blog post, Memoir, out of the trailer park

Sometimes You Can Take the Girl Out of the Trailer Park…

Part I

Moving Around (A Lot)

Where to begin?

Most people would tell me to start at the beginning, but even that is complicated. Let’s start with an introduction.

My name is Mimi Francis. I use a pseudonym, not necessarily to protect my identity, but because my first and last name are not easy to spell and as a writer, I want people to be able to find me without a lot of work. I am fifty years old, I have three children all over the age of twenty, five grand kitties and two grandpuppies, three Shih Tzus, and a husband (order does not indicate preference-wink, wink).

My life has been complicated. I’ll use that word a lot, for good reason. Complicated is the best way to describe many aspects of my life – my relationship with my mother, my childhood, my relationships with my siblings, and the status of other parental figures in my life.

I am originally from Montana. I’m not from any town in particular, as I lived all over the state in the eighteen years I was there, but if I’m hard-pressed, I will say I am from Great Falls.

Let’s start there, shall we?

I don’t have a hometown, I don’t have a childhood home. I barely know where I come from.

I attended eleven different schools from kindergarten through eighth grade. I lived all over the state – Butte, Missoula, Billings, Bozeman, Great Falls. Back and forth across the state my wayward mother dragged me. 

My schooling suffered, in particular my math skills. In one city, I learned multiplication tables through three. We moved across the state and suddenly, I was supposed to know multiplication tables through twelve. I never learned about prime numbers. Long division was hard because I never worked on easy division or learned all of my multiplication tables. I struggled to keep my grades up in math. To this day, I struggle with math. Thank god for calculators.

But I digress. Some of you might be wondering why we moved so much. The reasons certainly aren’t glamorous or cool, or even logical.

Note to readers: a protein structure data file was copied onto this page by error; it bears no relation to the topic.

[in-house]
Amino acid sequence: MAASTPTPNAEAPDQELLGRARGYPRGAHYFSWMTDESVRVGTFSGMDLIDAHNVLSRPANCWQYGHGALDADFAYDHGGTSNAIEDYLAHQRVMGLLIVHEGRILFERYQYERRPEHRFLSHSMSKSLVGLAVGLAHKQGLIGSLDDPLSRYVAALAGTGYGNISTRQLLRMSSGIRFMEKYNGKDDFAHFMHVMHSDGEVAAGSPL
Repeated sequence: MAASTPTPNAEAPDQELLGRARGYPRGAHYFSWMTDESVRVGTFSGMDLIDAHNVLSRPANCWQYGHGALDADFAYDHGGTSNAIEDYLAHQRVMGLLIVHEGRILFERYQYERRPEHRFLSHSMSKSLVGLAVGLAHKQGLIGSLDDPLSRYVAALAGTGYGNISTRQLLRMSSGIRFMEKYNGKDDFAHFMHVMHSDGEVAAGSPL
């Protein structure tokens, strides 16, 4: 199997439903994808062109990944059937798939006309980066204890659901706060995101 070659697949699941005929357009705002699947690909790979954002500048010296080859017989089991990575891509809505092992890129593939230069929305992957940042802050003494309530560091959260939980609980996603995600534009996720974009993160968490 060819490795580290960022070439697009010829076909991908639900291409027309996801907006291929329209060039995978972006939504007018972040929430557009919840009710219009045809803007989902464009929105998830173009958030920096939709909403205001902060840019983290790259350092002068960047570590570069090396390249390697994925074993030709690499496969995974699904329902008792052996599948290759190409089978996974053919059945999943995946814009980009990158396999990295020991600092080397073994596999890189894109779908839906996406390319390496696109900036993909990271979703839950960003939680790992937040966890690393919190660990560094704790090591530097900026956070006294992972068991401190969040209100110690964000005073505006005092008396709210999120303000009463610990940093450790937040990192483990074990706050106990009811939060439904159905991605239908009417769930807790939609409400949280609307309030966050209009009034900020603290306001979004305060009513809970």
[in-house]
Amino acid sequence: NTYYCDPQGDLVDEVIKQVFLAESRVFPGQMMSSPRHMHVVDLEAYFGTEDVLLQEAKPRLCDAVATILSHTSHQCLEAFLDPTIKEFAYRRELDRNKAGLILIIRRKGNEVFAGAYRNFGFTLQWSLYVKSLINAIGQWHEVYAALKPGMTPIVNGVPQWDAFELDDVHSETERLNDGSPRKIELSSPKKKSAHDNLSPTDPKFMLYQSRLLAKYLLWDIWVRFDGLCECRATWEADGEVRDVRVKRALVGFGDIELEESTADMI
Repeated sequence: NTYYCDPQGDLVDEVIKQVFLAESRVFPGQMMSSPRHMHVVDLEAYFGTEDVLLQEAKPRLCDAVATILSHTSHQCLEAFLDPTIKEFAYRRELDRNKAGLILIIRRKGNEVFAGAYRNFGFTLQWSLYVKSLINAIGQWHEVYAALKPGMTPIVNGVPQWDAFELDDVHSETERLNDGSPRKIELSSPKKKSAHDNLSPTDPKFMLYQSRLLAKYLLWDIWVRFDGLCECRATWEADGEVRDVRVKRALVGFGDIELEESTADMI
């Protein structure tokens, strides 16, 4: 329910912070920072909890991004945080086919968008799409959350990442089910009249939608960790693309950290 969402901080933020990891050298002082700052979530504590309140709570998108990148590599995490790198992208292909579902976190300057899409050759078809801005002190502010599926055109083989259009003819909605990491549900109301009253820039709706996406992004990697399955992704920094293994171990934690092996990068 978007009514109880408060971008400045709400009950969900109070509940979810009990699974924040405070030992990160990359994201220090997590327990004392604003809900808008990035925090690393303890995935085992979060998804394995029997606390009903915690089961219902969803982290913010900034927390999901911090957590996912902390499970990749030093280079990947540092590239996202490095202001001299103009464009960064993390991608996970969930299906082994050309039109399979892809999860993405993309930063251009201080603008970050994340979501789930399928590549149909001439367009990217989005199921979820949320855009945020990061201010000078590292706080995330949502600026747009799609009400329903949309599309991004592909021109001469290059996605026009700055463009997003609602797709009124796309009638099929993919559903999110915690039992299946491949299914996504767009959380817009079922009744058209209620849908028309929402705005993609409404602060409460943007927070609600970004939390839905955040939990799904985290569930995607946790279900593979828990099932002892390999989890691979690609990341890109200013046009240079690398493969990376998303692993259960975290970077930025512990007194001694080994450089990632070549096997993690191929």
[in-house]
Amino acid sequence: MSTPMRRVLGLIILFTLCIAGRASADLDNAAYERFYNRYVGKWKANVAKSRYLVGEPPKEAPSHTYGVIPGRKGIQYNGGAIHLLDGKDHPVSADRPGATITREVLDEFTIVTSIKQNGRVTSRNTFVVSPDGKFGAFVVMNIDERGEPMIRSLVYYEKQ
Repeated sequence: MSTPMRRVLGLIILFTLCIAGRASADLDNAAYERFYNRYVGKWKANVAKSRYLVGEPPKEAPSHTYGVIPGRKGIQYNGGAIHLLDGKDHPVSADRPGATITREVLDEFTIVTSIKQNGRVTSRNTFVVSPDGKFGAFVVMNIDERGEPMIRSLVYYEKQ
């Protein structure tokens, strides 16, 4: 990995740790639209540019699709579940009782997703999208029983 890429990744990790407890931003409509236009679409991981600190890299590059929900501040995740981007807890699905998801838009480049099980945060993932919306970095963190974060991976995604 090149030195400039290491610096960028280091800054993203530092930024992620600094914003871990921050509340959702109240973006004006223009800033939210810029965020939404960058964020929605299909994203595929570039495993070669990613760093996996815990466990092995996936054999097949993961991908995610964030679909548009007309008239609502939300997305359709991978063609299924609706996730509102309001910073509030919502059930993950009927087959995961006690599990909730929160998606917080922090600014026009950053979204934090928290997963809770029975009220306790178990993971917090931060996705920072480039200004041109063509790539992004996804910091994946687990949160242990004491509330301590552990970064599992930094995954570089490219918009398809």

It was my mother. She couldn’t seem to stay in one place for too long. Sometimes, we moved because of a man. Sometimes, it was on a whim. Maybe she was looking for the next big thing or the next man to take care of her, or her next big break. Who knows?

I was a kid. All I knew was that every time I made friends, we moved. I was always the new kid, the weird girl, different from everyone else, always behind, painfully shy, lonely, and perpetually sad. Nothing in my life was stable, not my home and certainly not my parents.

Books were the only constant in my life, the only way I could escape and forget how much my life sucked for a little while. Books meant everything to me. Everything.

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Writer vs. Author. Which one am I?

Being a writer versus being an author.

I didn’t realize there was a difference until I began my second career as a professional writer. Sorry, professional author.

I have been a writer for a long time. I wrote fanfiction; I wrote books and stories I never published. Writing was a hobby. I never thought much beyond that, even though I posted my fanfiction on various sites. Once it was posted, I was done. If people read it, great. If they didn’t, well, that kind of sucked. But I was really only writing to entertain myself and get the stories that played on a constant loop out of my head. I posted them because it was fun.

I was a writer.

All of that changed when I took on the mantle of soon-to-be-published writer. I became an author.

According to the publishing world, if your work has been published you are an author. With book number one coming out soon, I guess that makes me an author.